The Colt Single Action revolver was a sensation when it was introduced. Building on Colt’s reputation for durable fight winning…Read More >
The Colt Gold Cup is a legendary handgun, even an icon, and well worth its price. If set up for defense loads it is as capable as any 1911 and more so than most. If you are looking for one of the most accurate handguns in the world, and a pistol steeped in history, this is the one.
The history of the piece is interesting. Colt’s double action revolvers began production about the turn of the previous century. The Army Special, and later the Official Police revolver, were robust handguns with a smooth action. The Colt Official Police is slightly larger than the Smith and Wesson Military and Police and was sometimes chambered in .41 Colt. We often call the Colt a .41 frame revolver. The Army Special/Official Police is the primogenitor of the Colt Python.
I have used most of the popular old west calibers at one time or another, including the .32-20 and .41…Read More >
Lawmen such as Lone Wolf Gonzullas, Tom Threepersons, and Frank Hamer carried the SAA long into the previous century. Today, we have first quality revolvers (and plenty of cheap competitors) that will serve well. These revolvers are affordable, and in my opinion, also among the most useful, smooth handling, and accurate SAA types ever manufactured.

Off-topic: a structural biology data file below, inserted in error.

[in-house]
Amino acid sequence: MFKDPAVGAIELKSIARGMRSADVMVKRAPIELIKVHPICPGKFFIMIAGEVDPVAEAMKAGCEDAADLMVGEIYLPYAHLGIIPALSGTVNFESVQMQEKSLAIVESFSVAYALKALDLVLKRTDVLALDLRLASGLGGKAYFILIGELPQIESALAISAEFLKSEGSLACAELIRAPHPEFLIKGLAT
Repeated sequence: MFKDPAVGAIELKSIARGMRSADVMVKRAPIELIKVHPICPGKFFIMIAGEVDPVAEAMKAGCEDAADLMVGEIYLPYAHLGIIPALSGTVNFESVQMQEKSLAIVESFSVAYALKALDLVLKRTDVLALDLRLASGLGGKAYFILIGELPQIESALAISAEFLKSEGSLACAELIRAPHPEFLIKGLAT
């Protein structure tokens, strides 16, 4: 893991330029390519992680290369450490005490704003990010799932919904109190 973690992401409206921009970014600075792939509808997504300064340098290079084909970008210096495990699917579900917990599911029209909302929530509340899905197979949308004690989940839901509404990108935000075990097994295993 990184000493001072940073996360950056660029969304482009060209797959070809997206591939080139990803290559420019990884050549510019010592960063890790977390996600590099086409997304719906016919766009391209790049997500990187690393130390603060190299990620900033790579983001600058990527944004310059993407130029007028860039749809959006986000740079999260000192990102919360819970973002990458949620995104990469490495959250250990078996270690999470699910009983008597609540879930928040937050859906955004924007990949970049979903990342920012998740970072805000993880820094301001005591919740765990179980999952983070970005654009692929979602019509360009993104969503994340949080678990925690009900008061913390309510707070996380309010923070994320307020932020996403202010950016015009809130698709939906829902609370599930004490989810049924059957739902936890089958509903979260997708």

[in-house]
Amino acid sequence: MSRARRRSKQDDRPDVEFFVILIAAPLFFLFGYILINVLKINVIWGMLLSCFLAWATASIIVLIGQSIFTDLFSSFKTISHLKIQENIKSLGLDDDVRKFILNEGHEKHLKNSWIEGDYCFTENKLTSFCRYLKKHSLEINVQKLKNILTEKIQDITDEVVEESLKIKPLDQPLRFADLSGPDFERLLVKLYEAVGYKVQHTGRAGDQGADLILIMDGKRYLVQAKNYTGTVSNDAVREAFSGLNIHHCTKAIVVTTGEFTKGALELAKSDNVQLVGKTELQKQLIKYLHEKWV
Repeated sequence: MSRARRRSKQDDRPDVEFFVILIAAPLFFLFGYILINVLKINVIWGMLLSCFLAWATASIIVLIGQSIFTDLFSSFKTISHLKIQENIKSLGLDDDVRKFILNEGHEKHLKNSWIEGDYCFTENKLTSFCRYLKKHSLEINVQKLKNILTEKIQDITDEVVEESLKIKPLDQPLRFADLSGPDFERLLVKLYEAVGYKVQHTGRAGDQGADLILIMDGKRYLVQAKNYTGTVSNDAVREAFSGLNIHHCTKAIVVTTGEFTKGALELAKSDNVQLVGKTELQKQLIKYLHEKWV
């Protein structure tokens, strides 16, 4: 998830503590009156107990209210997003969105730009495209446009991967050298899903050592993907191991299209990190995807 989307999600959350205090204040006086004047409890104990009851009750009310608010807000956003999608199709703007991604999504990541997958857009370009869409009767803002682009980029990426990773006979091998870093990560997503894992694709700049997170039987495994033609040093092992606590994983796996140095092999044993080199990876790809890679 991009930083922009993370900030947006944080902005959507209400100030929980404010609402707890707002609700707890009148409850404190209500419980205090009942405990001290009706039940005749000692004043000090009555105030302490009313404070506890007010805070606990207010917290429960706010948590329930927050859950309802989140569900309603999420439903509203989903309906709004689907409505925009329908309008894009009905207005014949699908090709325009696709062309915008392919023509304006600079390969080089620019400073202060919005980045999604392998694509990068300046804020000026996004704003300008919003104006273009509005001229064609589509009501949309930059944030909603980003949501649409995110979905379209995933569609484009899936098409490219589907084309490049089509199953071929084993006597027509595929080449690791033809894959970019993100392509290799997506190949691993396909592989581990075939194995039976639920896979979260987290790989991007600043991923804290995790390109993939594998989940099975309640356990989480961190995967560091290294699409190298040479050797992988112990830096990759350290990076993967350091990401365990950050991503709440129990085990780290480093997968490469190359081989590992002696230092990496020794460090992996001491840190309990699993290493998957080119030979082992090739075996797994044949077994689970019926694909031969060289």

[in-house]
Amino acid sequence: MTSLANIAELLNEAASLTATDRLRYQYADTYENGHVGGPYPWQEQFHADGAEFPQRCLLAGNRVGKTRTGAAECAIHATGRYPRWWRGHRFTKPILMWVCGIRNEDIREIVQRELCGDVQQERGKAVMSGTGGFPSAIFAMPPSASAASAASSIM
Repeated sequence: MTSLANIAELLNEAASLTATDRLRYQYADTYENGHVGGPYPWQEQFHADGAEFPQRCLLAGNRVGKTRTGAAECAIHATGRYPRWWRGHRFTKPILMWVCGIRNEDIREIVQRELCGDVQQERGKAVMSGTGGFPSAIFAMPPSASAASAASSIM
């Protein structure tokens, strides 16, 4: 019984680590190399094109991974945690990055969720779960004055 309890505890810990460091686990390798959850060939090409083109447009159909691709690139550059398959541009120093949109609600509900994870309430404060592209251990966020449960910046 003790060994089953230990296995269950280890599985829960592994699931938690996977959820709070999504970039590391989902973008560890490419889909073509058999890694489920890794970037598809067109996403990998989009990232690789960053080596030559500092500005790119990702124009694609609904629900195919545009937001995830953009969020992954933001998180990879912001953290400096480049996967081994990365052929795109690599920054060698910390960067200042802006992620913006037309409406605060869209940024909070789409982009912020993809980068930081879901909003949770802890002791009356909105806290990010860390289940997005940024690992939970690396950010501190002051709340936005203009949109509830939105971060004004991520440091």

Why is the 1911 not only popular but at the top of the heap? Simple. The human engineering behind the pistol has never been bested. The straight to the rear trigger compression, a low bore axis that limits muzzle flip, and excellent hand fit make for a fast and sure handling handgun. The controls, including the slide lock, magazine release, and safety, are within reach without shifting the firing grip. What else could you ask for?
The Colt Single Action Army revolver was the finest handgun of its day with excellent handling and exceptional accuracy. This is the still the single action revolver by which all others are judged. Best of all, Cimarron offers quality reproductions of the SAA featuring excellent accuracy and handling.
I have been very happy with Pietta clones of the SAA, and when I saw the looks and price of the Traditions Liberty, it was love at first sight. The revolver features a beautiful blue finish. The engraving is nicely done with an appearance similar to acid etching, but the laser engraving is not as deep as old type German style engraving—and it costs a fraction of the original.
The Army demanded that the Single Action Army take down an Indian war pony at 100 yards. Was this a reasonable expectation? The question is an interesting one, and perhaps since we do not have a need to shoot Indian war ponies these days, irrelevant. However, with our interests piqued, we simply had to have the answer, so Bob Campbell took on the challenge. Here are the results.